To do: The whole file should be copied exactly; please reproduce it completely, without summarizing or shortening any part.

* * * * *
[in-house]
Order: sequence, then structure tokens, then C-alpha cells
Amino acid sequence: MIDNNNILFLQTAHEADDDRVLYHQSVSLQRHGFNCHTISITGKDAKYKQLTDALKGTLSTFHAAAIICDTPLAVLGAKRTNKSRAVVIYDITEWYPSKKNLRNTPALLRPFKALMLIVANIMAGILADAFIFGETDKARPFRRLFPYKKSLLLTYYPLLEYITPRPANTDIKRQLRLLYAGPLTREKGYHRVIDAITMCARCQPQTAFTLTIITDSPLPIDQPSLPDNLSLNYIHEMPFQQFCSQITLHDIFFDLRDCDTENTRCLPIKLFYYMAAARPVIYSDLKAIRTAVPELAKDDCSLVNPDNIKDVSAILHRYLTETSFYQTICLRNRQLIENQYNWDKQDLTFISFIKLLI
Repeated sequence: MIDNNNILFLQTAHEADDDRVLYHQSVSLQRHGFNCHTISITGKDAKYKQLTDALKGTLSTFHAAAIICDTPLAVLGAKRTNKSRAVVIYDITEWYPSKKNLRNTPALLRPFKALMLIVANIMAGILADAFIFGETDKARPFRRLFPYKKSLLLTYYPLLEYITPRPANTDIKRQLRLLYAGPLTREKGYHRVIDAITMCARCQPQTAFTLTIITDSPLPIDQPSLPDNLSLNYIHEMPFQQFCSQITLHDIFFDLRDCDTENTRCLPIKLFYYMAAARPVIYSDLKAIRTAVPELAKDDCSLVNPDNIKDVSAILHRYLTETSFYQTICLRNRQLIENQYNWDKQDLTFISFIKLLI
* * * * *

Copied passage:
[in-house]
Order: sequence, then structure tokens, then C-alpha cells
Amino acid sequence: MIDNNNILFLQTAHEADDDRVLYHQSVSLQRHGFNCHTISITGKDAKYKQLTDALKGTLSTFHAAAIICDTPLAVLGAKRTNKSRAVVIYDITEWYPSKKNLRNTPALLRPFKALMLIVANIMAGILADAFIFGETDKARPFRRLFPYKKSLLLTYYPLLEYITPRPANTDIKRQLRLLYAGPLTREKGYHRVIDAITMCARCQPQTAFTLTIITDSPLPIDQPSLPDNLSLNYIHEMPFQQFCSQITLHDIFFDLRDCDTENTRCLPIKLFYYMAAARPVIYSDLKAIRTAVPELAKDDCSLVNPDNIKDVSAILHRYLTETSFYQTICLRNRQLIENQYNWDKQDLTFISFIKLLI
Repeated sequence: MIDNNNILFLQTAHEADDDRVLYHQSVSLQRHGFNCHTISITGKDAKYKQLTDALKGTLSTFHAAAIICDTPLAVLGAKRTNKSRAVVIYDITEWYPSKKNLRNTPALLRPFKALMLIVANIMAGILADAFIFGETDKARPFRRLFPYKKSLLLTYYPLLEYITPRPANTDIKRQLRLLYAGPLTREKGYHRVIDAITMCARCQPQTAFTLTIITDSPLPIDQPSLPDNLSLNYIHEMPFQQFCSQITLHDIFFDLRDCDTENTRCLPIKLFYYMAAARPVIYSDLKAIRTAVPELAKDDCSLVNPDNIKDVSAILHRYLTETSFYQTICLRNRQLIENQYNWDKQDLTFISFIKLLI